TAPI Tablet Assisted Personal Interviewing. This method is virtually identical to the CAPI method, but the data is entered into a tablet instead of a computer/laptop.
TASI Tablet Assisted Self Interviewing. This method is virtually identical to the CASI method, but the data is entered into a tablet instead of a computer/laptop.
SAPI & SASI SAPI: Smartphone Assisted Personal Interviewing. With this method, the data is entered into a smartphone by the interviewer. SASI: Smartphone Assisted Self Interviewing. With this method, the data is entered into a smartphone by the respondent.

Competitor benchmarking

It is very important that companies compare themselves to their competitors because ... that’s what clients do all the time, and the way they choose! What you have to do is 1) to identify your main competitors IN THE MARKET SEGMENT concerning your business and marketing plan 2) if there are too many, choose a few competitors who, because of their characteristics, mostly resemble the type which you feel are more dangerous. 3) Write a list of the features you want to examine. What do you have to compare? All characteristics that enter the competitive game in this specific case. Let’s see a few of them. And how can you get information? By observing, visiting stores, talking with clients ...

Positioning What is your competitors positioning in customers’ minds? Do they regard his product as high – end, medium level, discount level? And what is your positioning in comparison?
Benefit for consumers Is your competitor’s product more or less effective and/or efficient in responding to customers’ needs?
Service What is his level of service? Pre and post-sale assistance? Delivery? Organisation? Administration?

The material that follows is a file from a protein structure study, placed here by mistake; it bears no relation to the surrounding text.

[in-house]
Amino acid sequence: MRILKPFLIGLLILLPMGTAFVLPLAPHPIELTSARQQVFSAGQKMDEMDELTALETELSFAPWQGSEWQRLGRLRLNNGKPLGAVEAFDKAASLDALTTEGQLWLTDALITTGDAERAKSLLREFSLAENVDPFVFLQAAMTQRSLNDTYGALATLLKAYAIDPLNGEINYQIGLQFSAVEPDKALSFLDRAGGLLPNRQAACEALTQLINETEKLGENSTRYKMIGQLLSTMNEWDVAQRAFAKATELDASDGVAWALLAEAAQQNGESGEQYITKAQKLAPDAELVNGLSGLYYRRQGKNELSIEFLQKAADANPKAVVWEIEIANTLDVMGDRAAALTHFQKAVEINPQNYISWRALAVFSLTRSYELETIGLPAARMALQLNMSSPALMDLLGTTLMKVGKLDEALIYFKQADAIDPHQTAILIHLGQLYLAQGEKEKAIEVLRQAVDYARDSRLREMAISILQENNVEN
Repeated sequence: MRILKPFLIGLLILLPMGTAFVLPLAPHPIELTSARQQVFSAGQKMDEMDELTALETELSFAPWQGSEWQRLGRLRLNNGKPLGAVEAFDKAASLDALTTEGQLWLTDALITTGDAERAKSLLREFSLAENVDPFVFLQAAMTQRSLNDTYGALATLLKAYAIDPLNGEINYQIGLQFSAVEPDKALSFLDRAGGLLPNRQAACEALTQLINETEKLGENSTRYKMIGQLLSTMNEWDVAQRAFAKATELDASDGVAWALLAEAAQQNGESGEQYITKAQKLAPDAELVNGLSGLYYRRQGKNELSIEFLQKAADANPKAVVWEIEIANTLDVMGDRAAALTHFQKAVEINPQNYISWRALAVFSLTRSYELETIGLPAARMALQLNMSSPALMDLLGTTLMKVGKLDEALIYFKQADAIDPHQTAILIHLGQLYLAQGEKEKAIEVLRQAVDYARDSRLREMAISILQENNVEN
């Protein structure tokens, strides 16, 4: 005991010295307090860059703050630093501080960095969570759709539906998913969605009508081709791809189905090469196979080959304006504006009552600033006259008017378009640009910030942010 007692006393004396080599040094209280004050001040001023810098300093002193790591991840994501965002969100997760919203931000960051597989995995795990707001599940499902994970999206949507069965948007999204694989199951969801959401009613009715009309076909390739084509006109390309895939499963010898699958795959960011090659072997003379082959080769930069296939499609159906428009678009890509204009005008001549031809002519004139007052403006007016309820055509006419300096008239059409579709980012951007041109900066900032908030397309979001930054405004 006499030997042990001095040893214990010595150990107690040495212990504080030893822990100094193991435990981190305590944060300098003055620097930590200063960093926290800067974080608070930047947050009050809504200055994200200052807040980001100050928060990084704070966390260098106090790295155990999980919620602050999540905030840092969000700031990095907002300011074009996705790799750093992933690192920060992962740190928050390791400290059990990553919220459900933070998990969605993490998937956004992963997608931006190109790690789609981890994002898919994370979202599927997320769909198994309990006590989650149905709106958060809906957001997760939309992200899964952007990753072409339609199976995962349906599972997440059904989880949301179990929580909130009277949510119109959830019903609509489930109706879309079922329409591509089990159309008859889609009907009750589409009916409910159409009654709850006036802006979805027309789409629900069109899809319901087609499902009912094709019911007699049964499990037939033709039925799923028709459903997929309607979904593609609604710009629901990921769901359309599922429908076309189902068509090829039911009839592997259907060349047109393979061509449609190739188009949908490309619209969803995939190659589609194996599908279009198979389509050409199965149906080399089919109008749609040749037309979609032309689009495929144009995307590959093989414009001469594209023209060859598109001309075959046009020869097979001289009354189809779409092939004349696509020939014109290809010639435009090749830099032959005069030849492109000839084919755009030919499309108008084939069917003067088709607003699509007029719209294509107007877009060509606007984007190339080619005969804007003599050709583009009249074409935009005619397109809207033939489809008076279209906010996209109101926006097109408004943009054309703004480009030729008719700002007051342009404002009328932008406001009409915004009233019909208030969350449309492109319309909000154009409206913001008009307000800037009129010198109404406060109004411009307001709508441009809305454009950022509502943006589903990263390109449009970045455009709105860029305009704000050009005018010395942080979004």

And yours?
Promotion Does your competitor promote his product adequately? How much do you estimate that he invests in communication? Which media does he choose? Is he communicating on social networks properly? How is his website? Is it nice, easy to navigate, updated, rich? What is the unique selling point he uses? How high is is brand awareness (which means that consumers recognize his brand and can say which values it is linked to)? And his reputation (is he «well known» because of ethics, quality, traceability, environment friendliness)?
And what about you?
Competitive analysis How does your competitor face competition? Has he achieved competitive advantages? Has he developed a bargaining power vis a vis suppliers? Have his clients become so loyal to his brand that it would be expensive – in terms of promotion and innovation – to make them change their mind? Is it difficult, for another company, to sell a similar product and attract clients just saying «me too»? Are high investments needed to enter the market segment where he is incumbent?
Price What is your competitor’s price strategy? Is he a price taker or a price maker? Is he able to obtain a price premium, because of his perceived quality? How is his price compared to yours? Higher? Lower? Why? Do you think the difference is justified?
Cost structure Are you able to find information about your competitor’s cost structure, to be compared with yours? Is his financial statement available? By comparing costs, you might discover that there are ways to reduce the incidence of particular costs ...
Performance If the finance statement is available, you might compare margins and profits, and if it refers to different years, you can also compare trends ...

SWOT analysis tool